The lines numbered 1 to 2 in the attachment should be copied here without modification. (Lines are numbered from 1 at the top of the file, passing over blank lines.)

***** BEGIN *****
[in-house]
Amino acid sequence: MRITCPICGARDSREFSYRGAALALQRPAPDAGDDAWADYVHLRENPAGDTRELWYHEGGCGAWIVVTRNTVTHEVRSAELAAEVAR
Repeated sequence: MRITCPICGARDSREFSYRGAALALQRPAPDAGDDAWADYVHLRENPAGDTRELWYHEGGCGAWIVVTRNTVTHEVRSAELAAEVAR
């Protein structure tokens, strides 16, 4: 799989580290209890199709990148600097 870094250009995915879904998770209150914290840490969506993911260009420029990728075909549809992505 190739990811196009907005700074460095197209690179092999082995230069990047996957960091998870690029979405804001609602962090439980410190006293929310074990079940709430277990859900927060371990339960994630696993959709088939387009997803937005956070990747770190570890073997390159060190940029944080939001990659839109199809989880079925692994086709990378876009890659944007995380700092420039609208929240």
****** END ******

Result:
[in-house]
Amino acid sequence: MRITCPICGARDSREFSYRGAALALQRPAPDAGDDAWADYVHLRENPAGDTRELWYHEGGCGAWIVVTRNTVTHEVRSAELAAEVAR